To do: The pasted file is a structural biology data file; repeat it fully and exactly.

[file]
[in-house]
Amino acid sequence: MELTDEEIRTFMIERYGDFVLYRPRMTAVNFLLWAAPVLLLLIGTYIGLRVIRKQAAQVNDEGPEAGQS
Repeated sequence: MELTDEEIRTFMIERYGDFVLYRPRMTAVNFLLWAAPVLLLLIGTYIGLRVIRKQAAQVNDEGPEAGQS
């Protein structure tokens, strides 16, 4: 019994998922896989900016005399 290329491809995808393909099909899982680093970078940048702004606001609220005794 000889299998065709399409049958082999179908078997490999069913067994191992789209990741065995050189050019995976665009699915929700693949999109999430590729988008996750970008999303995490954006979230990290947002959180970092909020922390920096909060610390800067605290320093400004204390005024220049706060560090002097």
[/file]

[in-house]
Amino acid sequence: MELTDEEIRTFMIERYGDFVLYRPRMTAVNFLLWAAPVLLLLIGTYIGLRVIRKQAAQVNDEGPEAGQS
Repeated sequence: MELTDEEIRTFMIERYGDFVLYRPRMTAVNFLLWAAPVLLLLIGTYIGLRVIRKQAAQVNDEGPEAGQS
């Protein structure tokens, strides 16, 4: 019994998922896989900016005399 290329491809995808393909099909899982680093970078940048702004606001609220005794 000889299998065709399409049958082999179908078997490999069913067994191992789209990741065995050189050019995976665009699915929700693949999109999430590729988008996750970008999303995490954006979230990290947002959180970092909020922390920096909060610390800067605290320093400004204390005024220049706060560090002097």